Nayib Bukele, El Salvador’s laser eyes President, shocked the world by the Bitcoin 2021 conference in Miami when he announced that bitcoin would become legal tender in his country. A few days later, the “Bitcoin Law”It was approved, ushering in a new era for virtual currency.
There is something in the law, which requires providers to accept bitcoin, that goes against the voluntary spirit of “opt-in” for Bitcoin. However, there are key features of the law that many people may have overlooked that protect providers from the risk of keeping the asset volatile while maintaining the benefits of using bitcoin in transactions.
First, the law confirms that providers are required to accept bitcoins as legal tender. However, for accounting purposes, dollars will remain the “reference” currency, which means that prices will continue to be expressed in dollars but “may” be expressed in bitcoins. Second, steps have been taken to avoid forcing providers to hold onto bitcoins.
Art. 8. Without prejudice to the actions of the private sector, the State will provide alternatives that allow the user to carry out transactions in bitcoin and have automatic and instant convertibility of bitcoin to USD if they so wish. In addition, the State will promote the training and the necessary mechanisms so that the population can access bitcoin transactions.
Art. 9. The limitations and operations of the alternatives for automatic and instant conversion from bitcoin to USD provided by the State will be specified in the Regulations issued for this purpose.
Art. 14. Before the entry into force of this law, the State will guarantee, through the creation of a trust in the Development Bank of El Salvador (BANDESAL), the automatic and instantaneous convertibility of bitcoin to USD necessary for the alternatives offered by the State mentioned in art. 8.
Fountain: Here to look
In a impromptu interview with Bukele, it was revealed that the citizens of El Salvador will have open access to an official government wallet, designed by Strike – which will allow recipients to instantly and automatically convert incoming bitcoins into dollars if they do not want to take the risk of holding an asset as volatile as bitcoin. Here’s what Strike does best: turn bitcoin into a payment method that users don’t even have to think about.
The government of El Salvador is establishing a $ 150MM trust fund with the Development Bank of El Salvador (BANDESAL), and anyone who converts their bitcoin to dollars with the official wallet is essentially selling their bitcoin to the trust fund.
When the trust fund has more than $ 150MM of bitcoin, it will rebalance and use the proceeds to finance technology investments in El Salvador. The worst possible outcome is that the $ 150MM only stimulates tourism and investment in the impoverished country. The best possible result is unlimited upside potential.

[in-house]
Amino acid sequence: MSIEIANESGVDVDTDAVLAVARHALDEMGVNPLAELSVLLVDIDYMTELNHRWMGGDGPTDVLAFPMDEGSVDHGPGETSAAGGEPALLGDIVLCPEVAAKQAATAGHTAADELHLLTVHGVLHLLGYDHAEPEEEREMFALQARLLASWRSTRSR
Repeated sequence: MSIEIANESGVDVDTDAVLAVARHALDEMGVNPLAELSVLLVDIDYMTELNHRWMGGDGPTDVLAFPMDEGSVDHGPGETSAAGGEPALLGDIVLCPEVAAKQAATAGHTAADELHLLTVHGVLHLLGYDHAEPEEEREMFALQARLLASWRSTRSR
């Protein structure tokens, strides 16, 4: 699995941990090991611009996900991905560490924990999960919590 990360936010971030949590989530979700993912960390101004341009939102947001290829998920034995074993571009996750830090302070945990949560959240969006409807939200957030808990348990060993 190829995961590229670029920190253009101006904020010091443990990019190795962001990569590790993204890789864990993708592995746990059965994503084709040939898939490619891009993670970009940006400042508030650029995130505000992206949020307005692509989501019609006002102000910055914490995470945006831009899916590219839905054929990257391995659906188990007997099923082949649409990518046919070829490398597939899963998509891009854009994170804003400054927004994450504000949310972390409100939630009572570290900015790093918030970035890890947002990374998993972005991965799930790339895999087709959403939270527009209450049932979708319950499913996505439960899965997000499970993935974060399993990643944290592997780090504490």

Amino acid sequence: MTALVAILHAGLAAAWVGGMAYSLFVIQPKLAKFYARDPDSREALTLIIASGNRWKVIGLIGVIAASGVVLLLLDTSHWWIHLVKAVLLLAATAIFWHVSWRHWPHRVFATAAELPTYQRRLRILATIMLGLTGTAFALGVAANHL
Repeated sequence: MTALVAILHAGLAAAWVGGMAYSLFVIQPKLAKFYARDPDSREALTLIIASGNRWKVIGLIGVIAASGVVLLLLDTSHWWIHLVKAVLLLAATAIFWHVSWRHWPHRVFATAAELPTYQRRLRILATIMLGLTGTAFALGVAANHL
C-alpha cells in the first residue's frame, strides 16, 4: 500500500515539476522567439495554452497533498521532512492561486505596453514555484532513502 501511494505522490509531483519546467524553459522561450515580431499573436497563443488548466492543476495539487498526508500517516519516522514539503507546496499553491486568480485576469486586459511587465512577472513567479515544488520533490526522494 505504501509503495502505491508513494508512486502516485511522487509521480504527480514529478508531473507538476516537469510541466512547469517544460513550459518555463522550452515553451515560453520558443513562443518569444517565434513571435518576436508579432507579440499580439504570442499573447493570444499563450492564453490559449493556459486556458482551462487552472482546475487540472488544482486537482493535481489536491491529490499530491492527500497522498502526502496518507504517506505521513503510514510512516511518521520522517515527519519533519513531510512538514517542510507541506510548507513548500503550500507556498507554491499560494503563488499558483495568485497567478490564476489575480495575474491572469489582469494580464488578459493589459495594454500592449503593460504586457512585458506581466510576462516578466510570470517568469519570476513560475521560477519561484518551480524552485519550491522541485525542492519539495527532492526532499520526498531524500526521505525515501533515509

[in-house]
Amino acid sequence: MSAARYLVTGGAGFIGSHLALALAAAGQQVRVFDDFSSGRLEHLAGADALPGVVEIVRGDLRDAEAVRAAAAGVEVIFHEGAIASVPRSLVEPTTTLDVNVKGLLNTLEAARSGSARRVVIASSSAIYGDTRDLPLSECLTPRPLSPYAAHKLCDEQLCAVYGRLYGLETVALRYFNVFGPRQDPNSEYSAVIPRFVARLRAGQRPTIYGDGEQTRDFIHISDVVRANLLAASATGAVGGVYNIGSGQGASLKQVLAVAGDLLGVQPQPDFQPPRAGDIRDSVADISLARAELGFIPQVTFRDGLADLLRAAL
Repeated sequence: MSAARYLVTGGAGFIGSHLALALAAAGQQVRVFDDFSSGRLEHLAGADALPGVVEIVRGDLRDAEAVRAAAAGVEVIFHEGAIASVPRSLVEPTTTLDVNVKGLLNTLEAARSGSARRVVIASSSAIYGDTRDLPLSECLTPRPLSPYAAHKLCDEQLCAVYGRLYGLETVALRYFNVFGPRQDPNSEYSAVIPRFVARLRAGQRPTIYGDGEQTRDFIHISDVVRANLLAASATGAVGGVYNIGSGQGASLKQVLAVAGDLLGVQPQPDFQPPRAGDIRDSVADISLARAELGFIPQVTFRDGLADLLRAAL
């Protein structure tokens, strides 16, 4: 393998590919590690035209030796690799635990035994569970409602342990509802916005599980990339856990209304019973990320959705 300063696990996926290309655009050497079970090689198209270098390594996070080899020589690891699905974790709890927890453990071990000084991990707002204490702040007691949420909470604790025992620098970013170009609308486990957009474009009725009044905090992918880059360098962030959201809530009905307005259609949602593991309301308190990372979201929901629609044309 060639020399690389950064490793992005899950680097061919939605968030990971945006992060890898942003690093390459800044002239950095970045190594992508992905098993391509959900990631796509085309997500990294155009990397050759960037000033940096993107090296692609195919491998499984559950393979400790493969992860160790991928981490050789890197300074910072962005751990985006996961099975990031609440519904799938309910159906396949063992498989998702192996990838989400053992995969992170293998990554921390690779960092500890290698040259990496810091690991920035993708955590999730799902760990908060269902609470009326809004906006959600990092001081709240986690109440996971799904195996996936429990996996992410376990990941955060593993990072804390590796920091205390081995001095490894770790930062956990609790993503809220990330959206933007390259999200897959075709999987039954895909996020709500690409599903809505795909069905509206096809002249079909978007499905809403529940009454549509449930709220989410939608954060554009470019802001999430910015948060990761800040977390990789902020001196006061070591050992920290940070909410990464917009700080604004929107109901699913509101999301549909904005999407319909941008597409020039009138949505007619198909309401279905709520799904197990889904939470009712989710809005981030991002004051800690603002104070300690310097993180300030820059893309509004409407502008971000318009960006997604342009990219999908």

Users will also not be required to use the government wallet. They can use a private custodial or non-custodial Lightning wallet if they wish. And any private wallet service, made by Strike or any other neobank, could offer the same conversion service.
Therefore, this is not a full legal tender mandate in the traditional sense. Users are not required to take the risk of holding bitcoins or provide bitcoin exchanges and are free to receive dollars if someone sends them bitcoins. Providers only need to have a Lightning QR code and can instantly and automatically receive dollars when someone gives them bitcoins.
One can imagine a world where this type of adoption model spreads to other countries, using bitcoin as an open payment method that stimulates regional investment, while third parties take the risk.
Your average saver may not like volatility, but guess who does? Professional money managers. If banks want to remain relevant, they will eventually realize that money can be made by becoming the third party to take on and manage the risk of withholding bitcoin from Lightning payments as a value-added service.
Is forcing bitcoin as legal tender still a form of government coercion? Yes, of course. Users are mandated, at least during the transaction, to accept an open payment method as a payment option. However, implementing Bukele is a less forceful way to enforce it. Private wallets are open to competing with the government’s implementation and no one is required to hold bitcoins.
The spirit of bitcoin is not to demand its use and to allow the free market to decide its ideal use case. If banks or private services manufactured wallets that used bitcoin’s open payment rails, to reduce friction, and users had the freedom to choose to use those wallets, those wallets would be adopted organically, with no one having to demand their use. However, any law that eliminates capital gains taxes, for bitcoin users, is a huge win.
This is a guest post from Level39. The opinions expressed are entirely my own and do not necessarily reflect those of BTC, Inc. or Bitcoin Magazine.